Just stop.


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When the terrorists treat you better than the government

2014 June 11
tags: ,
by Ian Welsh

How ISIS (Islamic State of Iraq and Levant) appears to be acting in Mosul, after taking it from the Iraqi government.

Many facebook statuses and tweets then started documenting Mosul post-capture, in a surprising twist to usual media narratives on ISIS’s politics in sieged cities. Reports that only army vehicles and headquarters were burnt and destroyed, but barricades that once adorned every street were removed, and for the first time as one facebook user claims “ I managed to drive freely in my city”. Other residents also claimed that the armed groups were helping young men patrol and protect their neighbourhoods from any possible looting, and were active in protecting banks, abandoned homes and roads.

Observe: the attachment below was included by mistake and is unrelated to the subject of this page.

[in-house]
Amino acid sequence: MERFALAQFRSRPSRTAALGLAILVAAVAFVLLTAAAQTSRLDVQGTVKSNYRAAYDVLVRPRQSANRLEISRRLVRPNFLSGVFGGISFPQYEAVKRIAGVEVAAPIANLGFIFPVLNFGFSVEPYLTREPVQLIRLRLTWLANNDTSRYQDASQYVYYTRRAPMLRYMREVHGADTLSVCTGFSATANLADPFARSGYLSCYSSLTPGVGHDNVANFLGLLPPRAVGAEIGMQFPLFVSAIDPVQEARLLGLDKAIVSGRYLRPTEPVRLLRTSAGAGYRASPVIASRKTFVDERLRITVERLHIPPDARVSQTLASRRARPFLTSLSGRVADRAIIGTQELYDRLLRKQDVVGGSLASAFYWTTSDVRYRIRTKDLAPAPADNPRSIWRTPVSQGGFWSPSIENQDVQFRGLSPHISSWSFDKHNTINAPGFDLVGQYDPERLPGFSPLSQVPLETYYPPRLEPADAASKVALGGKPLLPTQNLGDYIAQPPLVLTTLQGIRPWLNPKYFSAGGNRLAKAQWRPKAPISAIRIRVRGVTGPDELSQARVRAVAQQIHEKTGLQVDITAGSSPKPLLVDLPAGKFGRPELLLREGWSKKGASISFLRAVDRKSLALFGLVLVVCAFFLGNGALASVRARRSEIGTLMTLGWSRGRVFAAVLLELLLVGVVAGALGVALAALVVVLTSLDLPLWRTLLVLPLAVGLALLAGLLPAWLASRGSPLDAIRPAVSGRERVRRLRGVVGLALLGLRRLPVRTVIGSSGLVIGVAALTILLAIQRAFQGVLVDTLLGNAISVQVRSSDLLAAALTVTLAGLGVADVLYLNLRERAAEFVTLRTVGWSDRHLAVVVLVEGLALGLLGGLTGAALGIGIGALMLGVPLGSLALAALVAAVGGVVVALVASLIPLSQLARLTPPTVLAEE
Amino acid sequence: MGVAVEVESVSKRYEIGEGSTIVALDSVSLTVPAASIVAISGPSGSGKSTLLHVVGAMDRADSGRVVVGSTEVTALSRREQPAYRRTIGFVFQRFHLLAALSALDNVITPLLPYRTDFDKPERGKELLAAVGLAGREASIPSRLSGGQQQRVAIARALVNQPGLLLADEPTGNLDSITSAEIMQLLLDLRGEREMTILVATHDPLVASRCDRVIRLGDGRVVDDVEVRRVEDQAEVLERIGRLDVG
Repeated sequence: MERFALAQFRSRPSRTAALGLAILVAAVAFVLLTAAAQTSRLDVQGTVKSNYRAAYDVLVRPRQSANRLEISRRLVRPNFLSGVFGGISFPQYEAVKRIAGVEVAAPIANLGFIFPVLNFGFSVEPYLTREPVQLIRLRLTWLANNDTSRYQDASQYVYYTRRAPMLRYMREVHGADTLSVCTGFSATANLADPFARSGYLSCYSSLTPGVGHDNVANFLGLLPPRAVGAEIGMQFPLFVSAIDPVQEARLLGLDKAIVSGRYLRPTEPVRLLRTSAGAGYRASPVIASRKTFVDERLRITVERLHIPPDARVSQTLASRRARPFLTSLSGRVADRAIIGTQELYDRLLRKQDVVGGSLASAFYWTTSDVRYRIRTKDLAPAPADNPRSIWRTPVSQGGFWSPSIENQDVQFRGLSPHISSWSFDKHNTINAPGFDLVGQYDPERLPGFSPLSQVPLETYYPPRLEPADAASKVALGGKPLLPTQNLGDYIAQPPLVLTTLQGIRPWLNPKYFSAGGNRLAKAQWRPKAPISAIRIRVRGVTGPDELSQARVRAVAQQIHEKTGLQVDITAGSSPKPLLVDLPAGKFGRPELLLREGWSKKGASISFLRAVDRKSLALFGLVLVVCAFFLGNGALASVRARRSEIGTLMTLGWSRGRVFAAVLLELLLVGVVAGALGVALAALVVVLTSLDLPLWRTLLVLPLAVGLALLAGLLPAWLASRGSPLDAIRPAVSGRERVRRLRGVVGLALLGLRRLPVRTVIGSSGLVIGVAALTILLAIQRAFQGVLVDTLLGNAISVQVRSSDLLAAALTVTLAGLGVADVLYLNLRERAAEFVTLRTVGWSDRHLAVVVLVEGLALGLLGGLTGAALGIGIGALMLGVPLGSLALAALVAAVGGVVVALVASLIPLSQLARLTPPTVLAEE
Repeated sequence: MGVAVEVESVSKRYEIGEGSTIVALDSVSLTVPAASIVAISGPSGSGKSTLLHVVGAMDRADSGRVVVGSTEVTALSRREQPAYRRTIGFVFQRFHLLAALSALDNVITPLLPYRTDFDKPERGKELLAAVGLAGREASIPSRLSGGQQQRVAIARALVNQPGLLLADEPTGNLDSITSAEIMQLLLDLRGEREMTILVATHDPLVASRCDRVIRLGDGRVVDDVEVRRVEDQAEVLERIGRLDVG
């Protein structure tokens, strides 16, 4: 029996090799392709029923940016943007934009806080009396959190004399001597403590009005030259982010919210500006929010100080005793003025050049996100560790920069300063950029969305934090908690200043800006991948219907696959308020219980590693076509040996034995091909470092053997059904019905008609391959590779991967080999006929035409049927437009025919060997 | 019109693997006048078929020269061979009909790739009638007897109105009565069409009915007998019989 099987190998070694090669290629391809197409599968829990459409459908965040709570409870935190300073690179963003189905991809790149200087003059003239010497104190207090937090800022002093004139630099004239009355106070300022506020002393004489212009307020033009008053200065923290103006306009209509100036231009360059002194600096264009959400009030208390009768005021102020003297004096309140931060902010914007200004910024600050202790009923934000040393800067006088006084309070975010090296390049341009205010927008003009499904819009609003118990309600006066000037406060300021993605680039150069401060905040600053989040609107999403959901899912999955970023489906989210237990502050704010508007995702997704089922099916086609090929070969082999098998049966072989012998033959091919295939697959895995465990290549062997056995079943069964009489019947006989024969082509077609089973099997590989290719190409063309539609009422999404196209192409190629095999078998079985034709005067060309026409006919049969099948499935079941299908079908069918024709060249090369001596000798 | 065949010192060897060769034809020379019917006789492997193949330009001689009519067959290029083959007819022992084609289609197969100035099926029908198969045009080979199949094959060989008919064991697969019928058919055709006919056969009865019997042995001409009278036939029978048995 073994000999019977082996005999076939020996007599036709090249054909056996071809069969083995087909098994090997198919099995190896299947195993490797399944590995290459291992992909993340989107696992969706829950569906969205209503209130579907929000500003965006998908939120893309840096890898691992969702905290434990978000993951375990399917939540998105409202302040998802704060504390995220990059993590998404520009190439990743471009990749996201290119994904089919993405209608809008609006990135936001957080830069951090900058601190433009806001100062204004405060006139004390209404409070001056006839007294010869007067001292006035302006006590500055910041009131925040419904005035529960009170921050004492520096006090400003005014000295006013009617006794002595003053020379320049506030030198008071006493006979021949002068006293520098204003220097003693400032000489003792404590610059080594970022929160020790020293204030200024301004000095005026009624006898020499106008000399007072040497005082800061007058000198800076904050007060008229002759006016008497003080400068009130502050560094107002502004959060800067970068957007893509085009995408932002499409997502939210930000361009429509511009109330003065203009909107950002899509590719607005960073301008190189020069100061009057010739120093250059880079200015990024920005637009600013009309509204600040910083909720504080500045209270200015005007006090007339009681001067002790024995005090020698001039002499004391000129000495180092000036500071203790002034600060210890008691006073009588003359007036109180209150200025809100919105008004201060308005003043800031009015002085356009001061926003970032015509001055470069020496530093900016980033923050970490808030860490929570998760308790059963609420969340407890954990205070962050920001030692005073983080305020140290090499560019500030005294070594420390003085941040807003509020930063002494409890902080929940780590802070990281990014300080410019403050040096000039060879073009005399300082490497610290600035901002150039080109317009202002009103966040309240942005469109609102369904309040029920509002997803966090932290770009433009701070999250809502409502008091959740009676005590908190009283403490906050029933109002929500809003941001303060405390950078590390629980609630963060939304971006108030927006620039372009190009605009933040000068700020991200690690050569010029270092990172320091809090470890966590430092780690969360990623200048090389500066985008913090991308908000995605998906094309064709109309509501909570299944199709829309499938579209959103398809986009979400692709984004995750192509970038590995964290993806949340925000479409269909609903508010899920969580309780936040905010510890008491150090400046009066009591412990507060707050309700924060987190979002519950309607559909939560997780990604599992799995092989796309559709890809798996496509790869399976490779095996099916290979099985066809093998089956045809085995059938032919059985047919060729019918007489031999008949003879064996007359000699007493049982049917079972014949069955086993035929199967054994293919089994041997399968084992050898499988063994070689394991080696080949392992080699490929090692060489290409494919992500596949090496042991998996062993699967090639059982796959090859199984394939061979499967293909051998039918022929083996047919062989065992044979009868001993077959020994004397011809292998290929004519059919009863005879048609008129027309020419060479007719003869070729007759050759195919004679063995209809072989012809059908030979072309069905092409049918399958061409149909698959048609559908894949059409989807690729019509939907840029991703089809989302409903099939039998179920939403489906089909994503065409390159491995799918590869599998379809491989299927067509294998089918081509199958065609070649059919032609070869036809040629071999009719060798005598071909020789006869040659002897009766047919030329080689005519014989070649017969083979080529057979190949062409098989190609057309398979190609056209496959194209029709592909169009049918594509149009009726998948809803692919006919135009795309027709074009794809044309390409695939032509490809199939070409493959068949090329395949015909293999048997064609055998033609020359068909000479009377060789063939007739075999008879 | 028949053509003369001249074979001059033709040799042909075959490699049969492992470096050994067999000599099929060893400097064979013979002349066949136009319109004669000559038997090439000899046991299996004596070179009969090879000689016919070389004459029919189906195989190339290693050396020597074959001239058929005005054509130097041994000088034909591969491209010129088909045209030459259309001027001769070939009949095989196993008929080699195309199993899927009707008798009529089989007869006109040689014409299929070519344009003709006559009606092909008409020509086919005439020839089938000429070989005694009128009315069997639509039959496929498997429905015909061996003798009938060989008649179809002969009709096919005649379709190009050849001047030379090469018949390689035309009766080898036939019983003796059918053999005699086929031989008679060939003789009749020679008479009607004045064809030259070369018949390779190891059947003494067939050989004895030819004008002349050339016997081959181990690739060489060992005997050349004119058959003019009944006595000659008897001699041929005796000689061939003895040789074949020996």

Interesting testimonials from several residents in Mosul which clash with the main narrative circulated in Media that the city is in fact in more danger than it used to be. Several political analysts on Iraqi non-governmental TV channels claimed that this ‘dignified treatment of civilians’ is something they are pleasantly surprised with and also prefer to what they described as a continuous dehumanisation and humiliation of the Iraqi Army in checkpoints around the city. This could be very much understood as sectarian bias against the army,  but it also serves as an indication that the armed-groups are indeed not targeting civilians in the city (yet).

When people prefer ISIS to you, you might be doing something wrong.